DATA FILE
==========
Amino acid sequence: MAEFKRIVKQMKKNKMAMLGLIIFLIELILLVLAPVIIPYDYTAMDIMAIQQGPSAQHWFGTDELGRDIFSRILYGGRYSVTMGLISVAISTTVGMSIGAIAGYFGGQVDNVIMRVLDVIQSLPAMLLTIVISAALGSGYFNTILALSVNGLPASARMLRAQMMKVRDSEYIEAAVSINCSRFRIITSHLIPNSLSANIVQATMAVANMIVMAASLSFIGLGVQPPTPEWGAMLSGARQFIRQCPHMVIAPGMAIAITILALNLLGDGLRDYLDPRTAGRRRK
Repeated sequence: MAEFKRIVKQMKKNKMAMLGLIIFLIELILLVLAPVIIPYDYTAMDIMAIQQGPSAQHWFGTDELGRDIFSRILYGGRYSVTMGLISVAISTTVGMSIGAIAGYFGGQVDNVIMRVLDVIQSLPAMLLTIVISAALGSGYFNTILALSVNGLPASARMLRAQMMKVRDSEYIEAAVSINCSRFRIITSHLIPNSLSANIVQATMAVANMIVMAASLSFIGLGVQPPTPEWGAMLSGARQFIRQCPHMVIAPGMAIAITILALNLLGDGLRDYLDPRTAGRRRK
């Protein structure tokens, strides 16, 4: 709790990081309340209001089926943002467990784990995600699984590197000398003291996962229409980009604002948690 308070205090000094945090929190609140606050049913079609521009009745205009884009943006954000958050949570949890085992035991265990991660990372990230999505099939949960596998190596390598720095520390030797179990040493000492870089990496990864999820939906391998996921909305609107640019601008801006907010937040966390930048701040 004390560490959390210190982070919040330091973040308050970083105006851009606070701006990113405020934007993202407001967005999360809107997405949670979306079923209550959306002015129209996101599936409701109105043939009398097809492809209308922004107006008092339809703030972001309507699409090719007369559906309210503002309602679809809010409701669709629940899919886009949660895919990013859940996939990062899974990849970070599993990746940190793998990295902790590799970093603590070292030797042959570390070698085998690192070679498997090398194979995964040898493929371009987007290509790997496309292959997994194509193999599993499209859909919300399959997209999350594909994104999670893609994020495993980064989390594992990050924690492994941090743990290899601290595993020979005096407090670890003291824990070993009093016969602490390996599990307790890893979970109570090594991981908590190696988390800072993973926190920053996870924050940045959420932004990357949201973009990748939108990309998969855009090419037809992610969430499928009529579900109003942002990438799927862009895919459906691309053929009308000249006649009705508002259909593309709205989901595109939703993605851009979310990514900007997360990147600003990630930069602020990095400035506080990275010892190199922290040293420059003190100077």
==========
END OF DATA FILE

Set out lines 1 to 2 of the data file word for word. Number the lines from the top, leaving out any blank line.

Amino acid sequence: MAEFKRIVKQMKKNKMAMLGLIIFLIELILLVLAPVIIPYDYTAMDIMAIQQGPSAQHWFGTDELGRDIFSRILYGGRYSVTMGLISVAISTTVGMSIGAIAGYFGGQVDNVIMRVLDVIQSLPAMLLTIVISAALGSGYFNTILALSVNGLPASARMLRAQMMKVRDSEYIEAAVSINCSRFRIITSHLIPNSLSANIVQATMAVANMIVMAASLSFIGLGVQPPTPEWGAMLSGARQFIRQCPHMVIAPGMAIAITILALNLLGDGLRDYLDPRTAGRRRK
Repeated sequence: MAEFKRIVKQMKKNKMAMLGLIIFLIELILLVLAPVIIPYDYTAMDIMAIQQGPSAQHWFGTDELGRDIFSRILYGGRYSVTMGLISVAISTTVGMSIGAIAGYFGGQVDNVIMRVLDVIQSLPAMLLTIVISAALGSGYFNTILALSVNGLPASARMLRAQMMKVRDSEYIEAAVSINCSRFRIITSHLIPNSLSANIVQATMAVANMIVMAASLSFIGLGVQPPTPEWGAMLSGARQFIRQCPHMVIAPGMAIAITILALNLLGDGLRDYLDPRTAGRRRK